Sunday, July 29, 2012

summer reading

My attempt to read Kino's book has been delayed for a couple months, til more are printed. I decided to buy Guruji instead, which I have been savoring this week during my breaks from my training. I am only about a quarter way through it, but I especially enjoyed David Swenson's interview. His circuitous path to his asthanga practice really resonated with me. I always have this image in my head that people who are great teachers find this practice early on and don't stop practicing once they start, and that they don't try other styles of yoga or other things altogether. I hope I get to study with him at some time.

I ordered some books by Ellen Langer on mindfulness and learning, and of course more books by Moshe Feldenkrais. What I need now are some good novels to read.

I am a bit braindead from the 9 day Feldenkrais training. Hopefully, I will manage a post on that later this week. It has been a week of kinesthetic dreams, mostly yoga and/or family related. I discovered today during the training, that I can fall asleep lying on my side with my arm up in the air; made me feel like a little kid again.

Practice today was good, but heavy. I felt weak, even though I had a rest day on Saturday. The highlight of the day was that I managed to walk my hands in during my last backbend. It is not the depth of the backbend that I cared about, but that I could lift my hands one at a time to move them (no snaking them along my mat). I must be getting more weight in my legs at last. I have been able to stay an extra breath or two at times this week, and I want to build up my time in my backbends to strengthen my legs. My balance also seems to have returned this week. I did UHP by myself twice this week, and it went pretty well both times. I think I just fell out once each time, before the last bit on the second side. I don't know if it was the Feldenkrais, or maybe a bit more sleep, or both. I hope it continues.

My rather uncontrolled jumping through has also been scaled back to jumping with crossed legs and working towards having some control when I land (maybe next lifetime?). I miss the flowing sense of jumping through with straight-ish legs, but after impaling my feet on my mat, I can live without it for long while. Plus, it gives me a little more energy for the rest of my practice, which I could definitely use. 

Lastly, I am slowly realizing the importance of the breath to the practice. This is what I most want to work on now.

Monday, July 23, 2012

more thoughts about disorientation

I guess I have always liked moments of disorientation..not drunken where am I moments, but anything that makes me think twice about which way is up. We spend our whole lives oriented to gravity, so that when something overrides it, it is a pretty memorable event.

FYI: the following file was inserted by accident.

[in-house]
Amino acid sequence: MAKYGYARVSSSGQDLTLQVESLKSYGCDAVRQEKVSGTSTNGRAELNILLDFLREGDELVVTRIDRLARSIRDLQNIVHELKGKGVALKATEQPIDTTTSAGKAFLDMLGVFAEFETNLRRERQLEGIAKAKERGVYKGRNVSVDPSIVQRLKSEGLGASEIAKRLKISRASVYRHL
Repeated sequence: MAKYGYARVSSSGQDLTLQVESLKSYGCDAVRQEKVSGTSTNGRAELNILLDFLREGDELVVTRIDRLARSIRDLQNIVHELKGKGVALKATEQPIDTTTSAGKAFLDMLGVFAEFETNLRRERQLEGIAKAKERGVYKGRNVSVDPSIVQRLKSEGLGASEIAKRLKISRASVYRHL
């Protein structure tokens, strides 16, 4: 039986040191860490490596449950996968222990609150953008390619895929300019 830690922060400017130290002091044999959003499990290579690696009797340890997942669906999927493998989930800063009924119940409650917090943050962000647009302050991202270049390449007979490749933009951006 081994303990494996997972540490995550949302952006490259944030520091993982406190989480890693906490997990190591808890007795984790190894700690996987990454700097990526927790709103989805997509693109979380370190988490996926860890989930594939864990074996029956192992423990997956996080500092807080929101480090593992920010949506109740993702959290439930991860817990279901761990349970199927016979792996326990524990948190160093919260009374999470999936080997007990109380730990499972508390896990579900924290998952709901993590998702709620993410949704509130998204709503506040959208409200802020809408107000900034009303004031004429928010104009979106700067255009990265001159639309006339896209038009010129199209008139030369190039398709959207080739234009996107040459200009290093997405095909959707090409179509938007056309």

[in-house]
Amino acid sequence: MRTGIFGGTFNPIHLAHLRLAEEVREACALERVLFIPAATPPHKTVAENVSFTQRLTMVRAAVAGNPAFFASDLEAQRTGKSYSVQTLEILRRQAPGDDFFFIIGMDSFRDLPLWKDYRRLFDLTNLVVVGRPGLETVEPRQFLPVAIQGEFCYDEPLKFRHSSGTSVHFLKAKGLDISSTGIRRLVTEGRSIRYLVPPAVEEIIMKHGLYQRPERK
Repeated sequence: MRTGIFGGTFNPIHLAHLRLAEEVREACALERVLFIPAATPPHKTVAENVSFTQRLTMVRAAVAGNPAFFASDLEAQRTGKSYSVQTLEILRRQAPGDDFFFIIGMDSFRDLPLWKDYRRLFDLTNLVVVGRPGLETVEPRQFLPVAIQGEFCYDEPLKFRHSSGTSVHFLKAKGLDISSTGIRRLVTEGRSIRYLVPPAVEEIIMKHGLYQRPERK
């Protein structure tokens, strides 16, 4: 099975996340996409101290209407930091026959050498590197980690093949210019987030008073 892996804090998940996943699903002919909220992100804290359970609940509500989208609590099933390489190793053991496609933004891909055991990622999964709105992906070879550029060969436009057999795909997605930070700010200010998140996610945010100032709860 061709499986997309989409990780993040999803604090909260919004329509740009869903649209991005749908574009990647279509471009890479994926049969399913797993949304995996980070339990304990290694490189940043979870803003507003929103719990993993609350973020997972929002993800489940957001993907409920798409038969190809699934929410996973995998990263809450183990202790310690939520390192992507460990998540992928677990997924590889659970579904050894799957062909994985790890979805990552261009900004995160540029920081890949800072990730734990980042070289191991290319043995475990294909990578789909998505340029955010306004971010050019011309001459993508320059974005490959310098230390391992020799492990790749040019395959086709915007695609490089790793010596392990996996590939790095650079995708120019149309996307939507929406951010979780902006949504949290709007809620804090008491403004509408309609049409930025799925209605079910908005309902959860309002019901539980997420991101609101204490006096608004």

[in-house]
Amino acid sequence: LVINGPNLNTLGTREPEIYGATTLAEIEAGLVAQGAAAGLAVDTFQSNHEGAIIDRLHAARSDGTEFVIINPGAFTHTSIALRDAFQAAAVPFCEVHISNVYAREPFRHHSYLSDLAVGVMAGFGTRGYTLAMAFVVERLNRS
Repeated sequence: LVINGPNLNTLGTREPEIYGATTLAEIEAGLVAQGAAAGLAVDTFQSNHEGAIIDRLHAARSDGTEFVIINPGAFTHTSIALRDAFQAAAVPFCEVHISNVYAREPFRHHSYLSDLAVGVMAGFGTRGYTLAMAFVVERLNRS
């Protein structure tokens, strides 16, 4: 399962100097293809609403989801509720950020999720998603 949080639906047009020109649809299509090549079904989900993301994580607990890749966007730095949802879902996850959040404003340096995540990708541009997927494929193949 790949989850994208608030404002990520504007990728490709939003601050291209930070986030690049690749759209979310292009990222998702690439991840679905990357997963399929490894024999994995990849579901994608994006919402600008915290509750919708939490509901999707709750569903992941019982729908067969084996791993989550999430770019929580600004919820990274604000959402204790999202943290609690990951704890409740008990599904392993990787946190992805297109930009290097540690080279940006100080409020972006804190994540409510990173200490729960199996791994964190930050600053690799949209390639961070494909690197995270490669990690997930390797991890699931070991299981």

The E, F/ V station at 51st and 5th ave has a very long escalator with a diagonal ceiling that will challenge your sense of which way is up. I used to enjoy the feeling that up was at 45 degrees to where it normally is when I rode this escalator.

I have never been to the santa cruz mystery spot..but it is another good example of this phenomena.

When I was little, I used to love spinning spinning spinning in one direction, and then suddenly going the opposite way (or just stopping) and feeling the room seem to spin around me. As an adult, however, that feeling somehow doesn't feel so fun anymore, as I remember from a recent dance class.

I remember the first time I did a headstand by myself. It was at home, maybe 5 years ago, and I watched a video on it, and said to myself: I can do that..and tried it. I was up at the wall for maybe 5 seconds, and it totally blew my mind. It was hard to believe that being totally upside down would have such a startling and disorienting effect on my perception. I was transfixed for that brief moment. After all, I could bend down and look through my my head would be upside down, yet this did not have the same effect. My nervous system simply couldn't understand the paradox of how I was essentially "standing", but upside down. Subsequent attempts at headstand never had that effect on me. My body now understood what that new orientation meant.

With the feldenkrais method, it is those moments of disorientation where you actually learn, That is the nervous system, or the brain, learns. These moments reveal our missing pieces in our self image. We just don't normally have too many of these experiences after childhood, because our families, friends and society become more important than what we actually sense and feel in our bodies. I had a one on one session today, as part of my training, and at the end had the wonderful and intense feeling of my feet feeling heavy, grounded, really fixed to the floor with the weight balanced across them, while the rest of my body felt so much lighter than it normally does. I hope I can carry some of that feeling onto the mat tomorrow.

Wednesday, July 18, 2012

disorientation, double bhuja and injured again